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As a deadline looms, a possible deal to prevent Detroit’s insolvency is marred by legal wrangling that threatens to derail hopes of approving a financial stability plan by today.

Mayor Dave Bing and the City Council finally are close to an agreement — five months after learning the city is on the verge of financial collapse — that could convince Gov. Rick Snyder not to appoint an emergency manager Thursday.

But hopes of reaching an agreement today are muddied by continuous wrangling between the two bodies and a pair of legal challenges that could throw a wrench in the deal.

Without that plan, Snyder has two choices: appoint an emergency manager or declare that the debt-riddled city isn’t in a financial crisis.

As the Bing administration meets with the council today in hopes of striking a deal by Thursday, a federal judge is to hold a hearing on whether the council legally can debate the financial plan, which was hammered out behind closed doors. Union leaders say six council members violated the Open Meetings Act by holding closed-door sessions with state officials over the plan.

Also Monday, Ingham County Circuit Judge Joyce Draganchuk ordered the Financial Review Team to refrain from voting on a potential consent agreement or meeting to discuss it until a hearing next week. The review team promptly canceled its meeting set for 9 a.m. today.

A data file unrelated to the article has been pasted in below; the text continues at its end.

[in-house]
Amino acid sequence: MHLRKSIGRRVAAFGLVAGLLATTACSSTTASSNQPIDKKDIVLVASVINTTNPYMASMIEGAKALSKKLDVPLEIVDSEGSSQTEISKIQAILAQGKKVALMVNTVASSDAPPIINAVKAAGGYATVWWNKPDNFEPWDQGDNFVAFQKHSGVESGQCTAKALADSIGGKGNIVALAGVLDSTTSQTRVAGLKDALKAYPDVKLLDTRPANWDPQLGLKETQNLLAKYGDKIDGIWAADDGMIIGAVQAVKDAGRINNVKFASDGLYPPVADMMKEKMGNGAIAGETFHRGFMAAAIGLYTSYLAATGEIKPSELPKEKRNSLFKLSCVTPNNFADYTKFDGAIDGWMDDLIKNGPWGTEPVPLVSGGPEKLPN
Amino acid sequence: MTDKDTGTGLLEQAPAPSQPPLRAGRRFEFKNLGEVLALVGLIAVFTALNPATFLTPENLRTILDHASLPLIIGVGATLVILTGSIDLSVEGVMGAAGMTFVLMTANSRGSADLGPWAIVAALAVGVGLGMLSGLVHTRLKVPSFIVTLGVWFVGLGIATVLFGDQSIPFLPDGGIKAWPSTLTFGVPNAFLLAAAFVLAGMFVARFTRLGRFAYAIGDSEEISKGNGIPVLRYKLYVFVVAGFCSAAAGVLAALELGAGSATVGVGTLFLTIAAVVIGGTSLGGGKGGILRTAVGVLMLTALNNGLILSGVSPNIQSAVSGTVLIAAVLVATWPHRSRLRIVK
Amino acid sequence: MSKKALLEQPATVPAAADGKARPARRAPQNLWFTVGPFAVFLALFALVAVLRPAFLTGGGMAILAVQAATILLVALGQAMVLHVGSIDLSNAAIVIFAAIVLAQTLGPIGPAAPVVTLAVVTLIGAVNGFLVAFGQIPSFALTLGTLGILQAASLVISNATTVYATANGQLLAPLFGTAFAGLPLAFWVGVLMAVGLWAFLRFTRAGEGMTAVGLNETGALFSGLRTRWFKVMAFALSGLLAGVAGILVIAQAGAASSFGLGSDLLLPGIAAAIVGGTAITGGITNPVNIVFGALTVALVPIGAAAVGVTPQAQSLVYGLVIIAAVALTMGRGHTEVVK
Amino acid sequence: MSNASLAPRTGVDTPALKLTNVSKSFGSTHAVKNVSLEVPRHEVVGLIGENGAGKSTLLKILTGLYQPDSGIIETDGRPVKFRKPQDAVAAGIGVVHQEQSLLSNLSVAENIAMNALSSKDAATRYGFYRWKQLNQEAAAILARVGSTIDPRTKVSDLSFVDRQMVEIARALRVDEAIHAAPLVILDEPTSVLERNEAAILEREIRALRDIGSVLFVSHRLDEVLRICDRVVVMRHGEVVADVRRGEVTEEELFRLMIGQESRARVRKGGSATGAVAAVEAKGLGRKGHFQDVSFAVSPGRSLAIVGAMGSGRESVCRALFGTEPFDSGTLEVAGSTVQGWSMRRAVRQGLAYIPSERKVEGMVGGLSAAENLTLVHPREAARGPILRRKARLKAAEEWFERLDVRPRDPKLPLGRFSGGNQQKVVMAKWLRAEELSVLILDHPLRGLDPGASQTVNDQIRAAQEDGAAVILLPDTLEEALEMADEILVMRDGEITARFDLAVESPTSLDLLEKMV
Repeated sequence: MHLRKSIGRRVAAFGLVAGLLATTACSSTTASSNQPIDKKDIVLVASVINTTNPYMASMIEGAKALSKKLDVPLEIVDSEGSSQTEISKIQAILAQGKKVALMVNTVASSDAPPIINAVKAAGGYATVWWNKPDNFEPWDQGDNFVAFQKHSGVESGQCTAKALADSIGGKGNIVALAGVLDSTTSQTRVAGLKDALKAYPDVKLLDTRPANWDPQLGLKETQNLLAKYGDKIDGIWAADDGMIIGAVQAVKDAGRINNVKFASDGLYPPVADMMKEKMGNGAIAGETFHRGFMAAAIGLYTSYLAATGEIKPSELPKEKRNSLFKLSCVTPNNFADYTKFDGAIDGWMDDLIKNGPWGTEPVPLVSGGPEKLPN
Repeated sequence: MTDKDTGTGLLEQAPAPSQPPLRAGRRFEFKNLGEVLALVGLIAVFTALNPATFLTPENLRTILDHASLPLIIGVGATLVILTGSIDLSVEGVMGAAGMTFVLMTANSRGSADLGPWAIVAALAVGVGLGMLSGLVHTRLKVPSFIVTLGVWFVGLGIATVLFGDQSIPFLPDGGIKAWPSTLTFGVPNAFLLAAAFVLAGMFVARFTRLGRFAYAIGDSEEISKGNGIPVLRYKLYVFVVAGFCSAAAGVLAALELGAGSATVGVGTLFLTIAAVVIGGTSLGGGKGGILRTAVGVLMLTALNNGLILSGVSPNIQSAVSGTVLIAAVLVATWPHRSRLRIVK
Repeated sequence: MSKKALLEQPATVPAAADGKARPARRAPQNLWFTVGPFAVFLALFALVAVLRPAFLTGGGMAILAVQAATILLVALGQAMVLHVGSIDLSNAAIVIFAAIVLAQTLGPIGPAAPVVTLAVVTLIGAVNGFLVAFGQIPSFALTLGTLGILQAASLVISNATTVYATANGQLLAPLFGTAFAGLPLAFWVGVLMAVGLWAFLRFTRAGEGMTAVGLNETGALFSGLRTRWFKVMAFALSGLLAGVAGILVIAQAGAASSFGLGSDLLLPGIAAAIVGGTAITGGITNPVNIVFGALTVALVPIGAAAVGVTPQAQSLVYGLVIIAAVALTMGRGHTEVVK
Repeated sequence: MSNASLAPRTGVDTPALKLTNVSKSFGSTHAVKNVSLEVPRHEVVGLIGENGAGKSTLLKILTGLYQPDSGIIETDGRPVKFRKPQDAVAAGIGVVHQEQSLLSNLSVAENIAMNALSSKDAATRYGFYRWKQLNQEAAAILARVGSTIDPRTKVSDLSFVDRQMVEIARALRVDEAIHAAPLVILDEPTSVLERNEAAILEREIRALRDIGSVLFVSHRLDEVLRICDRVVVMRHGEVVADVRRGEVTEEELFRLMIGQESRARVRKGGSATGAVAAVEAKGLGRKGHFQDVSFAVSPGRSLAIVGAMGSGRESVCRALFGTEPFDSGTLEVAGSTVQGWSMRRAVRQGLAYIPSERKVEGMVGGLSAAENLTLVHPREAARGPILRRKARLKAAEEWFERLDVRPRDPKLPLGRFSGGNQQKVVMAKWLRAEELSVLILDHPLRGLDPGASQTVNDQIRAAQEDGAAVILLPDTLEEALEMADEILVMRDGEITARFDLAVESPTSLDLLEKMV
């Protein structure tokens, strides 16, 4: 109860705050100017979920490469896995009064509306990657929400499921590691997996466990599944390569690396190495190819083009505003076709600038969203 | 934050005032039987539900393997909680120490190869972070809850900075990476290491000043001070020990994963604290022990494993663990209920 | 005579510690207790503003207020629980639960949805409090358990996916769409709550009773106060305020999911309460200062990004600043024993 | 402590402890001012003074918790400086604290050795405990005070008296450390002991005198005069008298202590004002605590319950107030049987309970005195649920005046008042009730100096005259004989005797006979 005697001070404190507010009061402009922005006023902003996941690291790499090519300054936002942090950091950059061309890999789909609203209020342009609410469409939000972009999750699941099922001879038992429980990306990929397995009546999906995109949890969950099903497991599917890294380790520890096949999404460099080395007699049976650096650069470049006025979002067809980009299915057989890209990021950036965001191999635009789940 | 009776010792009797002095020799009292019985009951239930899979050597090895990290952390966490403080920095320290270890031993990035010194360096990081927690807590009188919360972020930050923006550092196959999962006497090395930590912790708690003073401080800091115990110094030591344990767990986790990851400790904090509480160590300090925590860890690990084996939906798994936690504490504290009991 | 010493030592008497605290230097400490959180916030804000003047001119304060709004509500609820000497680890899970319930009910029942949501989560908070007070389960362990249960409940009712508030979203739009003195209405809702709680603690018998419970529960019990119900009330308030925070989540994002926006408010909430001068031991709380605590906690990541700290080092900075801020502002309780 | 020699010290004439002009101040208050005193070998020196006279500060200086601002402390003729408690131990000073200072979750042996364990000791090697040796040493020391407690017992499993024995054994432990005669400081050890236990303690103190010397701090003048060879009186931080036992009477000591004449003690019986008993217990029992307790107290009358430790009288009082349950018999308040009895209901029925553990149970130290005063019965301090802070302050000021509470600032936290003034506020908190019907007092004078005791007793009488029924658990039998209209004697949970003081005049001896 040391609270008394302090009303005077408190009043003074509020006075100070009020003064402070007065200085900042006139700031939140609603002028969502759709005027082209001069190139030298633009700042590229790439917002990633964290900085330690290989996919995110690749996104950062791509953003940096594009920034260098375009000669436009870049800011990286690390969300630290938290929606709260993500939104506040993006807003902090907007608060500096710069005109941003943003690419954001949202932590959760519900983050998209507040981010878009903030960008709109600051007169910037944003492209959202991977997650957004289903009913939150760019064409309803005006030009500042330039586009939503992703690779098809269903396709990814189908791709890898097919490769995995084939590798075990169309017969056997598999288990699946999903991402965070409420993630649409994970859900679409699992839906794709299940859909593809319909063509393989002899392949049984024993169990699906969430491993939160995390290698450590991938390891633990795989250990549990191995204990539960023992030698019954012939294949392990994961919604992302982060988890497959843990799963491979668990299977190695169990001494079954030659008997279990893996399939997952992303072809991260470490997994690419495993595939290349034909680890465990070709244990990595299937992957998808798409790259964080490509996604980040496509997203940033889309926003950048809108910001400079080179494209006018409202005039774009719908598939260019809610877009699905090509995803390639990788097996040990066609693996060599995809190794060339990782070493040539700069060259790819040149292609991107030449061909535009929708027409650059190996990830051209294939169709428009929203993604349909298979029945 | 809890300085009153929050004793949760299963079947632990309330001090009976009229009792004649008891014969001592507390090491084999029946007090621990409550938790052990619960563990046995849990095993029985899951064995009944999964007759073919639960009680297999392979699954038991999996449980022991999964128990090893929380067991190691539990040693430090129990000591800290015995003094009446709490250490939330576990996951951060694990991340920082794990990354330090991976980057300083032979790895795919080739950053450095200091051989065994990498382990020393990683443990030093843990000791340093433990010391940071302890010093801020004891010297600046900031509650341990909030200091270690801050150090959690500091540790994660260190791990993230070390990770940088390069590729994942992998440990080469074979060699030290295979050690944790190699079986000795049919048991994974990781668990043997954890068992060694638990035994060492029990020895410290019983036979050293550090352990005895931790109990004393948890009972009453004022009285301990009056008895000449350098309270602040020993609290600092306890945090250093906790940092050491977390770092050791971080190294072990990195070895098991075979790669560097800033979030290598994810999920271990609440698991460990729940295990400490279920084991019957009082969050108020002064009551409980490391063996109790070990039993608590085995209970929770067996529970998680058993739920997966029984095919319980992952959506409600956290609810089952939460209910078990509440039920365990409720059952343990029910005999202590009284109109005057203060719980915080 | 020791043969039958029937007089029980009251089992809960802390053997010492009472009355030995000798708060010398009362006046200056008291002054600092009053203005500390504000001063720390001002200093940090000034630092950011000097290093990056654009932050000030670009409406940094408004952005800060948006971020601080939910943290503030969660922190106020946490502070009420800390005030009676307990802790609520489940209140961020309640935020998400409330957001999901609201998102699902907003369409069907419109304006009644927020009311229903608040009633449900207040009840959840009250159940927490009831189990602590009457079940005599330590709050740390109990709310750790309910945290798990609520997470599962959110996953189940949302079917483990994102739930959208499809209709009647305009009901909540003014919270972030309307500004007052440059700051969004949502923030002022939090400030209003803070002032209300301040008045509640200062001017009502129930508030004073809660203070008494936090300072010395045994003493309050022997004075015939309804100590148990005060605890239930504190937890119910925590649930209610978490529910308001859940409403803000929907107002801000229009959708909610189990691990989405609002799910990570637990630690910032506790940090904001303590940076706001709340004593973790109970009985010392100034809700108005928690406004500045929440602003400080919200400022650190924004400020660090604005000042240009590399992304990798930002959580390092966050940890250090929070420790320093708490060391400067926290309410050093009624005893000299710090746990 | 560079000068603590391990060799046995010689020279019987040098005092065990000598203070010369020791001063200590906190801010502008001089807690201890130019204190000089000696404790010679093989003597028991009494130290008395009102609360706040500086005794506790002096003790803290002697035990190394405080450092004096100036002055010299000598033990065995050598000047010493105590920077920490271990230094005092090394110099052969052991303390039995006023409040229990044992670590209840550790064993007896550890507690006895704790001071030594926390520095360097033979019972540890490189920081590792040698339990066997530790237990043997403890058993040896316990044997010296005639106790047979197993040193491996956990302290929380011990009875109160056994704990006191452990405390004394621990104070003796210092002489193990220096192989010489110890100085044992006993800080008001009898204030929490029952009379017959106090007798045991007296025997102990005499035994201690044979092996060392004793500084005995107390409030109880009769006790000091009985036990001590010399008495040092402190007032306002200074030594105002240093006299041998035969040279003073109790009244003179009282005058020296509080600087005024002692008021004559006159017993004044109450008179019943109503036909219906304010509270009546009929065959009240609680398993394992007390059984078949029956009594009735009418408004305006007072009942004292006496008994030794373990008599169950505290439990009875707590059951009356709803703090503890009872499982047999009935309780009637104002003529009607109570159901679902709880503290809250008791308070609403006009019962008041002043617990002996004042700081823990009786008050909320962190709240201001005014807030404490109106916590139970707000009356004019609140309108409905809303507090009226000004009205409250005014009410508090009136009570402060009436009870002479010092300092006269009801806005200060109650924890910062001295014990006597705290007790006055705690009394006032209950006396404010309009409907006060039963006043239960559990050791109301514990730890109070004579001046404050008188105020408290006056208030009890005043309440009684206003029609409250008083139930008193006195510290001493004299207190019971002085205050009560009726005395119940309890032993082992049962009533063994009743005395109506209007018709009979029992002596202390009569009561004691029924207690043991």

Tensions surrounding state intervention flared Monday as council members debated approving a financial stability plan that would give the council and mayor broad new authorities to open union contracts, cut services and restructure government.

But if the council fails to meet state-set benchmarks in savings, Snyder would have the authority to appoint an emergency manager. That manager would have authority to unilaterally gut union contracts, lay off employees and sell city property such as Belle Isle. The council and mayor’s administration also would likely lose much of their pay and authority.

Bing’s administration told the council Monday that it is scrapping recently ratified union contracts because Snyder has said he won’t approve any agreement that doesn’t allow officials to reopen contracts. By rejecting the three-year contracts, Bing’s administration is reneging on a pledge to approve the deals hammered out in December and January.

Read more about the crisis looming in Detroit in the Free Press

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